Much has already been written about the evolution of music in film and its psychological and emotional impact on audiences. Academy Award winning film composer Bernard Hermann is best known for his collaboration with Alfred Hitchcock on films like Psycho, North by Northwest, and Vertigo. Hermann once said:
“I feel that music on the screen can seek out and intensify the inner thoughts of the characters. It can invest a scene with terror, grandeur, gaiety, or misery. It can propel narrative swiftly forward, or slow it down. It often lifts mere dialogue into the realm of poetry. Finally, it is the communicating link between the screen and the audience, reaching out and enveloping all into one single experience.”
Often a film’s music is imperative to its success with an audience. It builds suspense, conveys emotion or inner thought, and creates a tone. But how can an album craft its own intriguing characters, thoughts, ideas, emotions and imagery?
Since the late 1960s, the “rock opera” has emerged across genres and styles. The common trend of the “rock opera” being lyrics which relate to a unified story. Though not scripted for acting, several rock operas have become the subject of musicals. on both stage and screen. The Who’s Tommy, often referred to as the first ever rock opera, has been adapted for film. While Green Day’s American Idiot has made its way to Broadway and the West End.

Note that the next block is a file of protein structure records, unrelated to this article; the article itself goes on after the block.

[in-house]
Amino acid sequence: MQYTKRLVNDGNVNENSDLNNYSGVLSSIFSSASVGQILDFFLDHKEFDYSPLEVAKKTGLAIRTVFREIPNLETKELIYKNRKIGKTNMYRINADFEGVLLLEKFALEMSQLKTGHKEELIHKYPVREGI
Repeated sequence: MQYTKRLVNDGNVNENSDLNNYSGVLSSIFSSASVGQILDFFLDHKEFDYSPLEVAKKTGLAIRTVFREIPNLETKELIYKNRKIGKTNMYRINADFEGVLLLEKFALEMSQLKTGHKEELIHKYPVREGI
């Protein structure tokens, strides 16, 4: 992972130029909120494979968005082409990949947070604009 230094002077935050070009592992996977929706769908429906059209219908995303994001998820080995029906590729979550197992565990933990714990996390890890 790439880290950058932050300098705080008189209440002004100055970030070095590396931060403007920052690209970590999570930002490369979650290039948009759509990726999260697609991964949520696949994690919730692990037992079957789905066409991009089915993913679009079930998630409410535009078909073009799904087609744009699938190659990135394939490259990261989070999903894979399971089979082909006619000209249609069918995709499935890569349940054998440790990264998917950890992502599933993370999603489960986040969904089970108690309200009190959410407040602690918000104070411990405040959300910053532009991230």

Older still is the staple of the concept album. Though not clearly defined, concept albums generally feature songs holding more meaning collectively than individually. This is accomplished in a number of ways. Whether through a singular plot like that of the rock opera, recurring lyrical themes, aesthetics and imagery conveyed lyrically, common compositional tropes, or some mixture of these elements. Sometimes, an album with a certain timelessness or uniform excellence establishes itself as a concept album.
Regardless of format or style, some of the most critically acclaimed albums in music have a certain cinematic quality. Some, like Pink Floyd’s The Wall or Kendrick Lamar’s Section.80, follow a clear, linear narrative or deliberate concept. Others, like Radiohead’s work from OK Computer onward obtain this quality through overlapping lyrical themes, intentionally or not, or because they project film-like imagery through lyrical and musical interplay. In addition, song arrangement and the flow of the record as a whole can determine this quality. External to the album itself, the suitability of individual songs as background music in a film or television show, along with the emotional impact on the listener, can factor in.
In light of this, and referring back to Hermann’s statement, it’s fair to say that throughout the modern age there has been a recurring trend in popular music. Artists try to craft an cohesive idea, vision, story and universe through any and all means at their disposal. Music, lyrics, artwork, high-concept music videos. We at HeadStuff seek to explore the art of the cinematic album so we can reach a newfound understanding of releases, new and old, that try to achieve this goal. In doing so we will dissect albums the way a film critic would a movie. Through the lens of how they would apply their reading of a film to a particular genre – drama, comedy, horror, etc.
Stay tuned for our first instalment – coming soon.